“I respected him every time I had him deck,” veteran swimming official Richard Davis said. “I knew the deck was covered.”
Pike officiated the CIF-Southern Section swimming championships and was a fixture at Long Beach Wilson-hosted Klaus Barth Invitational.
The Westminster resident also officiated USA Swimming meets and high school water polo matches. He was past president of the Southern California Aquatics Federation.
“Kieth was one our best officials,” veteran referee John Montrella said.
Pike indeed spelled his first name Kieth, a unique flair picked by his mother.
Pike swam and played water polo at Long Beach Jordan High before serving in the Air Force from 1956-1962.
After the Air Force, he began working as the pool attendant/lifeguard at Long Beach Millikan High’s indoor pool. He balanced the position with his referee assignments.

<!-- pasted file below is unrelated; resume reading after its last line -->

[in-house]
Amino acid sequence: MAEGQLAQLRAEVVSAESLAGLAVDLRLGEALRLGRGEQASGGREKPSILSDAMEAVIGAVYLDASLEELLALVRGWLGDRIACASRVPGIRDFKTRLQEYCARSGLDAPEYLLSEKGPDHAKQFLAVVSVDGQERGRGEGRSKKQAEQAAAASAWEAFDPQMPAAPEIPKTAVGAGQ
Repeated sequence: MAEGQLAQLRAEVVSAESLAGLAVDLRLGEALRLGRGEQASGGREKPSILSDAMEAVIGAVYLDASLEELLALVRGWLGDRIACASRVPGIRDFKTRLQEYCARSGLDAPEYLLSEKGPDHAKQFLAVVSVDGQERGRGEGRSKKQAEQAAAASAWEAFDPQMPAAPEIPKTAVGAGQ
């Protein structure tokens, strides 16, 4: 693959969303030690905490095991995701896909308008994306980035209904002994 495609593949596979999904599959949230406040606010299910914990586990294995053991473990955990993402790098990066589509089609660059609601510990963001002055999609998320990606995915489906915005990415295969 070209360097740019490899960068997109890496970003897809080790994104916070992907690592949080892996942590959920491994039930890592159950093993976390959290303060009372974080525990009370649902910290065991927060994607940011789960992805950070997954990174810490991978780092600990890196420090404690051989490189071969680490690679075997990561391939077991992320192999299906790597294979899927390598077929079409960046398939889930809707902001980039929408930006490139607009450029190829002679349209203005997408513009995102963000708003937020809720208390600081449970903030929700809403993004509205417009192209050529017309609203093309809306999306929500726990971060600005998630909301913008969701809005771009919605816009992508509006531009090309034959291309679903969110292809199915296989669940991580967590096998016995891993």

“He enjoyed (officiating) because he was there for the students and the athletes,” Jo Ann said.
Pike met Jo Ann, his wife of nearly 35 years, while at the Long Beach Millikan pool.
He is survived by children, Keith, Kevin, Michael, Randy, Bryan and Wendi, ex-wife Suzanne and several grandchildren.
A funeral service is being planned for Riverside National Cemetery in August.
“His zest for life and laughter were contagious and irresistible,” the Pike family wrote in a tribute. “He was silly and loud, dedicated and strong, dynamic and deep. … Kieth’s voice will always be with us, cracking jokes, brightening our days and urging us to be be better.”
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California’s high school swimming season ended abruptly in the spring because of the coronavirus pandemic. It’s scheduled comeback in 2021 offers intrigue and challenges.
In other words, it could feel a lot like just another swimming season in Southern California.
And considering the health crisis that has raged since March, that normalcy would be a welcomed vibe.
“We’re just hopeful we can have something this year,” Santa Margarita co-coach Rich Blanc said this week.